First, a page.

COVID and School Closures: Bringing Mental Health to the Forefront
[Note: COVID-related school closures have meant many children around the world have been thrust prematurely into child labor. In many cases, the closures have also meant children have lost access to resources like free or subsidized meals and mental health services.]
By Jonathan Todres, Georgia State UniversityOctober 10th marks World Mental Health Day. Although international days typically do not get much coverage in the United States, World Mental Health Day deserves attention this year due to the significant impact of COVID-19.
In the United States, the epicenter of the pandemic, COVID-19 related job losses, looming evictions, school closures, social isolation, and related issues have spurred stress, anxiety, depression, and other adverse mental health consequences.
The mental and behavioral health consequences have been particularly significant for single-parent families and families with young children. More broadly, evidence suggests that the pandemic is causing an increase in the number of children with mental health issues and worsening children’s existing mental health issues. In addition, COVID-19 related school closings have disrupted children’s access to mental health services. As reported in JAMA Pediatrics, “[A]mong adolescents who received any mental health services during 2012 to 2015, 35% received their mental health services exclusively from school settings.”
The short- and long-term mental health consequences of the pandemic are profound. Although the CARES Act included some funding for mental health services, the second round of stimulus is bogged down in political fighting while children and families continue to suffer. The delays in meeting children’s mental health needs could alter children’s life trajectories.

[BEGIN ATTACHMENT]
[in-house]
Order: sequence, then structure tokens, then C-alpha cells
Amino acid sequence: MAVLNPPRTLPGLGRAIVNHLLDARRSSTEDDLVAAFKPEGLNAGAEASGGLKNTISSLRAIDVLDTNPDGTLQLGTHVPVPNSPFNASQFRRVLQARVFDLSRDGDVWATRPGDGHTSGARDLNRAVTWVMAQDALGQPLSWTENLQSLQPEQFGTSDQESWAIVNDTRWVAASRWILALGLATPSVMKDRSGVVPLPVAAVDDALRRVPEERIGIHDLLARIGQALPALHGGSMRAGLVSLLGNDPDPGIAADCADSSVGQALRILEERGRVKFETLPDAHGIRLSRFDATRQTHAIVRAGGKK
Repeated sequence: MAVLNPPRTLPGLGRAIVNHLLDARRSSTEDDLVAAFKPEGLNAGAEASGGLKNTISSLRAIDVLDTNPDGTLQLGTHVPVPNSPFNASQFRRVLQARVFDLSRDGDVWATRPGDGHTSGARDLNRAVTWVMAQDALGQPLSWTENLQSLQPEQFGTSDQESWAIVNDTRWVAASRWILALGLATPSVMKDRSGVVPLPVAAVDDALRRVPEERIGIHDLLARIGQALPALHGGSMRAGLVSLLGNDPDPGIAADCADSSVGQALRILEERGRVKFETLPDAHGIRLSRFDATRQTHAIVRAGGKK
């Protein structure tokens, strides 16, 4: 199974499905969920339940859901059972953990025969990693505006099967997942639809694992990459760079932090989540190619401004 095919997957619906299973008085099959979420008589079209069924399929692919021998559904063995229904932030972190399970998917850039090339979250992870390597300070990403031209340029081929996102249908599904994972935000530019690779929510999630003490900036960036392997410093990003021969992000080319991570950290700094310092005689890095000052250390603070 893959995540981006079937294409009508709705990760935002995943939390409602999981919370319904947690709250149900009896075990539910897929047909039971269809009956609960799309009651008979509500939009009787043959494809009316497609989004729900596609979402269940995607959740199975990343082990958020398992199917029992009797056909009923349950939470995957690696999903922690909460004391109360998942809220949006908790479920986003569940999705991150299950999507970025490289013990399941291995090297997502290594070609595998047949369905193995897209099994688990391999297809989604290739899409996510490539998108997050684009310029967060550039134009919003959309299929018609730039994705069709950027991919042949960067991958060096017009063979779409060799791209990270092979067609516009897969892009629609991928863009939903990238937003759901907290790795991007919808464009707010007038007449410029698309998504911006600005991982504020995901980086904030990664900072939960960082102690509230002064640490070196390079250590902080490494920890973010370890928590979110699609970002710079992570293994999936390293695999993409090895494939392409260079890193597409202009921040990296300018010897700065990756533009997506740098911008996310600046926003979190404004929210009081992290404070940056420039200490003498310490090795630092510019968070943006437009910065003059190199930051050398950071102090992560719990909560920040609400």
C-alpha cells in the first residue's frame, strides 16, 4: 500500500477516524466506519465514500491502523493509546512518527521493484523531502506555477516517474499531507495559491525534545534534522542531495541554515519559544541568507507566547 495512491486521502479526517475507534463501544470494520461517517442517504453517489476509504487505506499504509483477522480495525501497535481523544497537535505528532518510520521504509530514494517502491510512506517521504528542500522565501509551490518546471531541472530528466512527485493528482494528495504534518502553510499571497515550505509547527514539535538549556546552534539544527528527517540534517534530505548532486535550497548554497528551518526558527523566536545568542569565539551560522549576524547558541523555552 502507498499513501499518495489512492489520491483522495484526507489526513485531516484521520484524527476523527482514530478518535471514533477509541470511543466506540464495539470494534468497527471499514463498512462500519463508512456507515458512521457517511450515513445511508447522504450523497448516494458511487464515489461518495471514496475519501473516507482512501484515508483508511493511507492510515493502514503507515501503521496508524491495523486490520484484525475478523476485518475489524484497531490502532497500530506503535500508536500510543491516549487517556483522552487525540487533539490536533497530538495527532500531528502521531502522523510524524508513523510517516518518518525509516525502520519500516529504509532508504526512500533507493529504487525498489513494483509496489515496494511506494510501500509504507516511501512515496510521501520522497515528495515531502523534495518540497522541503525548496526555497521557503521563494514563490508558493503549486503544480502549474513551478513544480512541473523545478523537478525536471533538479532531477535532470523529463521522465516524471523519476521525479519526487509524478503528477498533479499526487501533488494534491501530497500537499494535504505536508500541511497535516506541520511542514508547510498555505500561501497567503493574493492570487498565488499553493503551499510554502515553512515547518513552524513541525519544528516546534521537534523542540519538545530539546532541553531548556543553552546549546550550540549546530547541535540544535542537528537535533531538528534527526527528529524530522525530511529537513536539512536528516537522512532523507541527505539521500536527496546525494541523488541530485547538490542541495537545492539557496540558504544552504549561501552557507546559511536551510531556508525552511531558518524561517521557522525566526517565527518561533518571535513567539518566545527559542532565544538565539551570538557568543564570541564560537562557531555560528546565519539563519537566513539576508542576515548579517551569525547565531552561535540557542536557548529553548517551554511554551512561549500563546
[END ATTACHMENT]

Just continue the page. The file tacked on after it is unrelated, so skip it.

The occasion of World Mental Health Day highlights three critical shortcomings in the United States. First, we continue to overlook children. Instead of focusing on the safe reopening of schools—and children’s educational, social, and emotional wellbeing—many states have prioritized reopening bars and restaurants. Second, mental health continues to be largely ignored, which tragically is not a new problem in the US. And third, the failure of the U.S. government to embrace children’s rights, and human rights mandates more broadly, leaves children and families at a disadvantage—having to rely on charity instead of being able to realize their inherent rights.
Progress on these issues ultimately will require a mindset shift and a recognition that children, mental health, and rights genuinely matter. That’s admittedly a long-term project, when most are focused on the election and events in the near term. But perhaps World Mental Health Day can help start (or rekindle) a dialogue on these underlying issues that are essential to improving the wellbeing of all individuals in the United States.
Jonathan Todres is a law professor at Georgia State University. He can be reached at www.jonathantodres.com.